A friend of mine once said, “To know yourself is to know yourself in love and honey, at some point, you have to stop learning.”
I was in the middle of yet another ship-wrecked romantic entanglement, doing the love contortionist jig-a-ma-joo, bending, twisting, crunching, folding, tap-dancing and stretching myself into a shape I thought would make the relationship work, as though the problem could be fixed if I simply conformed to the image of his expectations, his needs. My partner was sweating just as hard, bouncing off of me at odd angles, trying to catch himself before he broke the furniture.
Of course it hurt to squeeze myself into an unnatural container but so did being alone. I hoped that a little hard work would compensate for a bad fit, but, of course, it didn’t. It never does. You can’t have a homely beauty queen, no matter how great her personality is, and that’s just the harsh truth Ruth.
When we’re young, we are easily swept away by the tidal-wave of romantic love. We expect it to hold the answer to the question of life. We hope it will show us the yellow brick road of our lost, confused souls. We will do anything to hold onto that love even when it hurts, when it scorches, when it consumes.
We go from relationship to relationship searching for fulfillment, as though such a thing as the hole of love can be fulfilled. We are too young to know that love and loss go hand in hand. You cannot have one without the other. Loss is the price we pay for having the gift of love. Period. There is no way to fix this. No remedy for such things. They are only meant to be lived, expressed and accepted.
I remember first meeting my fiance. I wasn’t looking for a man when he came into my life. I thought maybe it was time to let go of the whole romantic thing. I was ready to toss it in the trash with the curling irons and steam rollers from so many ill-fated hairdo’s.
A gay friend of mine once suggested that if neither one of us found a partner by a certain date, we would buy a house and move in together and just have each other as companions. We would write our own version of happily-ever-after. After so many failed relationships, on the brink of my fortieth birthday, I was considering taking him up on his offer.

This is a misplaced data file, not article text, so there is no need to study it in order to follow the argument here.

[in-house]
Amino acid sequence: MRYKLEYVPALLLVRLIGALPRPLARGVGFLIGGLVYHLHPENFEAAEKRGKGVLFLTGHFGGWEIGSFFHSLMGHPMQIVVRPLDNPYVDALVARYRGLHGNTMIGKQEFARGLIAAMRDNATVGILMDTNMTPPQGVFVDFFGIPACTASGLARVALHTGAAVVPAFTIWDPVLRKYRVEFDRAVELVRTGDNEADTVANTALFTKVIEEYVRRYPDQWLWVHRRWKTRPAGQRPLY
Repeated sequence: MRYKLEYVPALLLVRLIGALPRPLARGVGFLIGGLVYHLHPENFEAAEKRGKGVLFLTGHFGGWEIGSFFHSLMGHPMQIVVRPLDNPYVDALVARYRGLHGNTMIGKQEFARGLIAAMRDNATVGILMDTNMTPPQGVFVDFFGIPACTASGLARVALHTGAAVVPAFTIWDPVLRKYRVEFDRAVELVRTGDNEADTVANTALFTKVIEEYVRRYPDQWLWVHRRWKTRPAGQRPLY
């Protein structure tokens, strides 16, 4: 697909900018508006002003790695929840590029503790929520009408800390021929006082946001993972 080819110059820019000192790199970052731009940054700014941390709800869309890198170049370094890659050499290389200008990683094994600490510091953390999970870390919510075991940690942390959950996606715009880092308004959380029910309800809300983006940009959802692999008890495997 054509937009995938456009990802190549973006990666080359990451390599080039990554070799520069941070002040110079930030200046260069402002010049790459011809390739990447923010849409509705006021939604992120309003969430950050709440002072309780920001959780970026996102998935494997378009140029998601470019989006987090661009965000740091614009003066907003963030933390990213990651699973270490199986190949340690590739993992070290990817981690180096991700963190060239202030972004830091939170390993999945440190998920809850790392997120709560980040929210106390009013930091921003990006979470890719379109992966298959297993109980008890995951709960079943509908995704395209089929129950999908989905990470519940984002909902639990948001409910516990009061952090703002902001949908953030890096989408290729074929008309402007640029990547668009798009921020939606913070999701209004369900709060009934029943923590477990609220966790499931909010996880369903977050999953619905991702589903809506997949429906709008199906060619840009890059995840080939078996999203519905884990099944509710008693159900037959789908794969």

But after a series of magical, sacred heart opening experiences (involving yoga retreats, sweat lodges, singing naked on a Vancouver beach, you know, my kinda stuff) my heart said yes to him. And my grizzly ole’ thumper ain’t never ever said yes to nobody! It’s not that I hadn’t loved before. I had. Deeply. It’s just that I’d never had the sanction of my inner voice.
In fact, once, when getting involved with a younger man, my inner voice said quite clearly: no no no no no! Now the inner voice is usually subtle. She speaks in metaphor, in feeling. But this time, sista came through loud and clear, saying, and I quote, “He does not belong to you. You will have to give him back.”
Did I listen to sista? Naaah! Of course not. I went on a roller-coaster ride of sorrow that lasted four years, not counting the year and a half it took me to get over him after we finally broke up.
But this time, with the man who is now my fiance (applause, applause, thank you) I got the go ahead from Inside. Sista said softly, at last, “Yes.” Our first real get together was at a party for a mutual friend. As I was getting ready (cute outfit, not too hoochy) sista spoke up again. She said something like, “Just go along with whatever happens tonight.” And I said, “Ok,” and she said, “Ok,” and we said, “Ok, Ok.”